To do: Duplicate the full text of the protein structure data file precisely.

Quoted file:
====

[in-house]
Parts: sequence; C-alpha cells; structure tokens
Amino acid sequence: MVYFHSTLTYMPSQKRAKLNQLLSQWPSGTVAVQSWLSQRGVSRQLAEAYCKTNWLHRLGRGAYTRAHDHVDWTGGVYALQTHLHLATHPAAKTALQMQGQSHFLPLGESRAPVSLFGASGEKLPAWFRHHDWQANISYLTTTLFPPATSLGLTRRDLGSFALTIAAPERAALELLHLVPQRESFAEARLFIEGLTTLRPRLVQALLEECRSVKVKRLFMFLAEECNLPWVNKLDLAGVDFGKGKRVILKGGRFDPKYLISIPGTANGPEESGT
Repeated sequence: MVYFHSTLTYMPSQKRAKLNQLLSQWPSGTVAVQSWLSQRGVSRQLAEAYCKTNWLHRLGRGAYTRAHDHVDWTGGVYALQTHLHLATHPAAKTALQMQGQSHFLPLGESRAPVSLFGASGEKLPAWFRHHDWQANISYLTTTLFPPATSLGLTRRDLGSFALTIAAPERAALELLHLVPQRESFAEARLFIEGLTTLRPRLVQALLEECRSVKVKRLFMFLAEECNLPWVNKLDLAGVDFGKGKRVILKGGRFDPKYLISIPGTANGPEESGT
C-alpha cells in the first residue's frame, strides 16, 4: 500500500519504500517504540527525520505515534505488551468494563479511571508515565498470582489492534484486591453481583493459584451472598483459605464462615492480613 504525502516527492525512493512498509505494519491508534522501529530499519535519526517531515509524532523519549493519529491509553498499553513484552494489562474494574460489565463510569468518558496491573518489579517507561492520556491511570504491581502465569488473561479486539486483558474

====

[in-house]
Parts: sequence; C-alpha cells; structure tokens
Amino acid sequence: MVYFHSTLTYMPSQKRAKLNQLLSQWPSGTVAVQSWLSQRGVSRQLAEAYCKTNWLHRLGRGAYTRAHDHVDWTGGVYALQTHLHLATHPAAKTALQMQGQSHFLPLGESRAPVSLFGASGEKLPAWFRHHDWQANISYLTTTLFPPATSLGLTRRDLGSFALTIAAPERAALELLHLVPQRESFAEARLFIEGLTTLRPRLVQALLEECRSVKVKRLFMFLAEECNLPWVNKLDLAGVDFGKGKRVILKGGRFDPKYLISIPGTANGPEESGT
Repeated sequence: MVYFHSTLTYMPSQKRAKLNQLLSQWPSGTVAVQSWLSQRGVSRQLAEAYCKTNWLHRLGRGAYTRAHDHVDWTGGVYALQTHLHLATHPAAKTALQMQGQSHFLPLGESRAPVSLFGASGEKLPAWFRHHDWQANISYLTTTLFPPATSLGLTRRDLGSFALTIAAPERAALELLHLVPQRESFAEARLFIEGLTTLRPRLVQALLEECRSVKVKRLFMFLAEECNLPWVNKLDLAGVDFGKGKRVILKGGRFDPKYLISIPGTANGPEESGT
C-alpha cells in the first residue's frame, strides 16, 4: 500500500519504500517504540527525520505515534505488551468494563479511571508515565498470582489492534484486591453481583493459584451472598483459605464462615492480613 504525502516527492525512493512498509505494519491508534522501529530499519535519526517531515509524532523519549493519529491509553498499553513484552494489562474494574460489565463510569468518558496491573518489579517507561492520556491511570504491581502465569488473561479486539486483558474